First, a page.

The Georgian Oil and Gas Corporation is owned by the Georgian Government and is managed by the Georgian Energy Ministry. So, the company’s decision to buy stakes in the Trans-Caspian Gas Pipeline and the White Stream was part of Georgia’s official policy. Last year, the Energy Ministry introduced a road map for the project. In 2019, it is planning to finish the feasibility report and all engineering specifications. The estimated cost of the preliminary stage is $35mn, with some part of this sum to be expected paid by the EU. As regards the practical stage, the Trans-Caspian Gas Pipeline is supposed to be ready by 2020. The pipeline is supposed to be connected to the Southern Gas Corridor and to pump to Europe, more specifically, Italy and Greece, additional 16bn c m a year.

Possible routes of the Trans-Caspian Gas Pipeline. Image source: Georgia’s energy ministry

The next stage is the White Stream, a 1,138 km long pipeline from Georgia to Romania to be ready by 2022. Georgia’s Energy Ministry believes that this project will let Georgia pump additional 16bn c m a year through Ukraine, the Czech Republic, Slovakia and the Bulgaria-Romania-Hungary-Austria pipeline.

Image source: Georgia’s energy ministry

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The website of the White Stream project says that the EU is going to import from Central Asia 10-20% of its demand and the greater part of the gas will be from Turkmenistan. According to Cutler, Turkmenistan can export to Europe as much as 30bn c m.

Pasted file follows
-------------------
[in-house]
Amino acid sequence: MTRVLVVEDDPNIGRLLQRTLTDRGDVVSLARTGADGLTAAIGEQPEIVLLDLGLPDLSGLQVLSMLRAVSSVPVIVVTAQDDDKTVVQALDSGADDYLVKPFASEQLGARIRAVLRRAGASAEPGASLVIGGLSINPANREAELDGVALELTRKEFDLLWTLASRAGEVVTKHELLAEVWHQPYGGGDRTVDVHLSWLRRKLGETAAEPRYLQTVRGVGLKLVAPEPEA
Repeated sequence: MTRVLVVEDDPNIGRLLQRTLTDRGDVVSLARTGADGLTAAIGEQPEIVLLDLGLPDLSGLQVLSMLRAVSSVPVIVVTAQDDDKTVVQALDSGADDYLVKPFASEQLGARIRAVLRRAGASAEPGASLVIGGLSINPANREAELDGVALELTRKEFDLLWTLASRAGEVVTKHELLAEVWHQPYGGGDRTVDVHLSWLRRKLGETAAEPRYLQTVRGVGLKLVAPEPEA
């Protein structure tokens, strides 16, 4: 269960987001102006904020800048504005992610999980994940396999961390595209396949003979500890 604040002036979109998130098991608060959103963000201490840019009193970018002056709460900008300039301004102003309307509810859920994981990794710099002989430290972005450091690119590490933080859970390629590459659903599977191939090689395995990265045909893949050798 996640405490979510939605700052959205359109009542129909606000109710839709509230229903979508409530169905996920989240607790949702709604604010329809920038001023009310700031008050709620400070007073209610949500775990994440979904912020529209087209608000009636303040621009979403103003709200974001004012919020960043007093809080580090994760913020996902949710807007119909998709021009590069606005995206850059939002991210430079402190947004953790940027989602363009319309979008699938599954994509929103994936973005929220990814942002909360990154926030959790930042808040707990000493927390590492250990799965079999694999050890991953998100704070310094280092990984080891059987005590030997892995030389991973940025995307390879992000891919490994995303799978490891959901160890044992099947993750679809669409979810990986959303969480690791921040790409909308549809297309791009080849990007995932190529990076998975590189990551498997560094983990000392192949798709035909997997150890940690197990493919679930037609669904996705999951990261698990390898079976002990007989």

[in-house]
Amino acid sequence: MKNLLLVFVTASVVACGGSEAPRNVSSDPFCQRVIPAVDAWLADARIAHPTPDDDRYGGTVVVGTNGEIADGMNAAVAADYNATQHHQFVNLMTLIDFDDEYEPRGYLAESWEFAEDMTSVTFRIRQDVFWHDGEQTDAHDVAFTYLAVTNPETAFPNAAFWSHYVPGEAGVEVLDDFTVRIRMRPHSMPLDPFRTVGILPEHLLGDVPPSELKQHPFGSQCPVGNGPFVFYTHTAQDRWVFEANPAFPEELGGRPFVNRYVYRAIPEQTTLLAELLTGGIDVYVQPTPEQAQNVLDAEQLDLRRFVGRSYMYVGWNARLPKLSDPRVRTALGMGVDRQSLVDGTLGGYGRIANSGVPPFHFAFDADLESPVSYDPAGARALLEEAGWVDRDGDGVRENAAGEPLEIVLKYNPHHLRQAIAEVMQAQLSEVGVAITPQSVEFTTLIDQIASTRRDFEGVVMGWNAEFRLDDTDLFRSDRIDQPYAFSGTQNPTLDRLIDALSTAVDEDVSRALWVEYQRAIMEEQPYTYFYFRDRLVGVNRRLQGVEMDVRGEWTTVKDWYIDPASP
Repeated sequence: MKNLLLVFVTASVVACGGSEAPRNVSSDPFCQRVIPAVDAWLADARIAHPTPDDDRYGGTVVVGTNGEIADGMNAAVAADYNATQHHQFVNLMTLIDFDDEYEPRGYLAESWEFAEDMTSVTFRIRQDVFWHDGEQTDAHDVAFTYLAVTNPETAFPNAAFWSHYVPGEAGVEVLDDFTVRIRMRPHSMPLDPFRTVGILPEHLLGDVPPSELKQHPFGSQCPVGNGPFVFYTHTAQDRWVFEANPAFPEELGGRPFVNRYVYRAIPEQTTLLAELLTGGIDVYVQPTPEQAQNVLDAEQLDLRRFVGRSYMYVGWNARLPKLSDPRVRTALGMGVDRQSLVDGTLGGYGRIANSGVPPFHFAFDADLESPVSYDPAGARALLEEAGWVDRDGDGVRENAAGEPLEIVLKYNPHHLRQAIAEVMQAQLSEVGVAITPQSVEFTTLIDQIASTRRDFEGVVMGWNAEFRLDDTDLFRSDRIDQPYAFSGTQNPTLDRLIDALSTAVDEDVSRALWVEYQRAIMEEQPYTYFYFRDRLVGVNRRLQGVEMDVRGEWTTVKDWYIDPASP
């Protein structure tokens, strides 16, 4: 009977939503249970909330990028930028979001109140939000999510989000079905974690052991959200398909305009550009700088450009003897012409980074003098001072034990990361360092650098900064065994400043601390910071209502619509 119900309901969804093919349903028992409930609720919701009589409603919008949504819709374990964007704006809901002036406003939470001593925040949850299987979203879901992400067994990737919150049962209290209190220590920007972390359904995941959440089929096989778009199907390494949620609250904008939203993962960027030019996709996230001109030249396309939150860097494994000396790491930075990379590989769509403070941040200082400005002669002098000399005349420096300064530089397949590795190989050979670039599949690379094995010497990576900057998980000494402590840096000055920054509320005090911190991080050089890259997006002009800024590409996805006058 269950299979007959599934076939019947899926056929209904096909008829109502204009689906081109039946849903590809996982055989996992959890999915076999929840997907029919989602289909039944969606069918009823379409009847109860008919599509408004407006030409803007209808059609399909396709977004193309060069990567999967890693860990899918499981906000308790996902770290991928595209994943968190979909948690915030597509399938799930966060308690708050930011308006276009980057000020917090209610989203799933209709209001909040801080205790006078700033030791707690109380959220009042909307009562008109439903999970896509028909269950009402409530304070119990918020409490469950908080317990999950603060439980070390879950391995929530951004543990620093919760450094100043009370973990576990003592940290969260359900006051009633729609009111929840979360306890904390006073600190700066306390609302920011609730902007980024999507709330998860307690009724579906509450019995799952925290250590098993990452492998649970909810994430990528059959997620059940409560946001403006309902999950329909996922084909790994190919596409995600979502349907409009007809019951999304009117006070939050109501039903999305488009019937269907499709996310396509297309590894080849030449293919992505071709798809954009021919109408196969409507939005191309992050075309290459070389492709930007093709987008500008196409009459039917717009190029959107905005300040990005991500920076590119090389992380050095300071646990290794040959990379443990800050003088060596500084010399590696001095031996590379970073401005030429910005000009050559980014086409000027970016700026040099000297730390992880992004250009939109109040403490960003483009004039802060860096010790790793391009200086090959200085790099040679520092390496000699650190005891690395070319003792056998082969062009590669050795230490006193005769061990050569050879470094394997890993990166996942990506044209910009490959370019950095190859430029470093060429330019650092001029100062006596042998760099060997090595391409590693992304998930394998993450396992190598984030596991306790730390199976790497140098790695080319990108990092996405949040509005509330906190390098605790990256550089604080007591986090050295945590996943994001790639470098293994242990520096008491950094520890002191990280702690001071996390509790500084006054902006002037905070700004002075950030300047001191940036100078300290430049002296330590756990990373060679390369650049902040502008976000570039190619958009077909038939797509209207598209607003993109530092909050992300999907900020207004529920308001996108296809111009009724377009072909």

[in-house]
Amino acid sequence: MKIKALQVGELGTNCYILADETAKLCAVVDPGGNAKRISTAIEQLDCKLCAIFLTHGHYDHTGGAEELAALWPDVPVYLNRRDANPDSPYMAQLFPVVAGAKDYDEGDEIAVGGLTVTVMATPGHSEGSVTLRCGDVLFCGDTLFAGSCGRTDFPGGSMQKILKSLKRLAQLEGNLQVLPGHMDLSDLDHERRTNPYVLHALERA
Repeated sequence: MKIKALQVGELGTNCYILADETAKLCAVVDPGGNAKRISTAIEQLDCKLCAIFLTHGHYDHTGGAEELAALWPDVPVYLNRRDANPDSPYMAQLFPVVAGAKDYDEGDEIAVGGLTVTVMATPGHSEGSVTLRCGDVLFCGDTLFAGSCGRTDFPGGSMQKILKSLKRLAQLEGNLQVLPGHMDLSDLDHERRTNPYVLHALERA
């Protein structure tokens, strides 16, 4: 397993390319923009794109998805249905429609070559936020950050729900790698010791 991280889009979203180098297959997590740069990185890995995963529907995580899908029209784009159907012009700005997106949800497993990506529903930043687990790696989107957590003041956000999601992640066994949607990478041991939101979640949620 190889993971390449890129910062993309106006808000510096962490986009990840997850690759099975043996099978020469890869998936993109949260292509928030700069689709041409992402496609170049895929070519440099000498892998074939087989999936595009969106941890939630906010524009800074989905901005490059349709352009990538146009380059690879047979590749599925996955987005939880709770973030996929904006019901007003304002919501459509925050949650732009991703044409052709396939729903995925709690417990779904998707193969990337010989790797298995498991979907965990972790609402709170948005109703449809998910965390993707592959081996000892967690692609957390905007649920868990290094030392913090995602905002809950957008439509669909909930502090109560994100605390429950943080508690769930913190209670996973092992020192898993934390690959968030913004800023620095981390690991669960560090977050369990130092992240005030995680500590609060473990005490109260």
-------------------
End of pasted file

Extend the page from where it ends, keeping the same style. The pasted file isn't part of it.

Until recently, the key obstacle to the project was its blockade by Iran and Russia because of the unsettled status of the Caspian Sea. That was the key reason why in 2013 the Europeans stopped one more project from Turkmenistan, Nabucco. But things have changed. Last week, Azerbaijan’s Deputy Foreign Minister Khalaf Khalafov said that the ad hoc group for Caspian Sea's legal status is to meet in February. “In the first half of this year, the heads of the Caspian states are supposed to meet for signing a convention on the legal status of the Caspian Sea. But much here depends on the host party, Kazakhstan,” Khalafov said.

Nord Stream 2 in exchange for the Caspian Sea’s status?

Senior analyst at the National Energy Security Fund Igor Yushkov says that this project has been discussed for a long time already and has become very topical now that the Caspian States have resumed their status talks. “There is a conspiracy theory that Russia has agreed to demarcate the Caspian Sea in exchange for the EU’s approval of its Nord Stream 2 project. But the EU continues its pressure on the project and Russia had better choose to preserve the existing status quo,” Yushkov says.

“Even though the Caspian states have achieved certain progress in their status talks, there are also other factors that may prevent Turkmen gas from reaching Europe. In Europe, it may face extremely strong competition from Russian pipeline gas and LNG. The Trans Caspian pipeline is possible but highly unlikely and not before the mid 2020s in any event,” says Katja Yafimava, Senior Research Fellow at the Oxford Institute for Energy Studies. She believes that none of alternative projects can undermine Gazprom’s exports to Europe.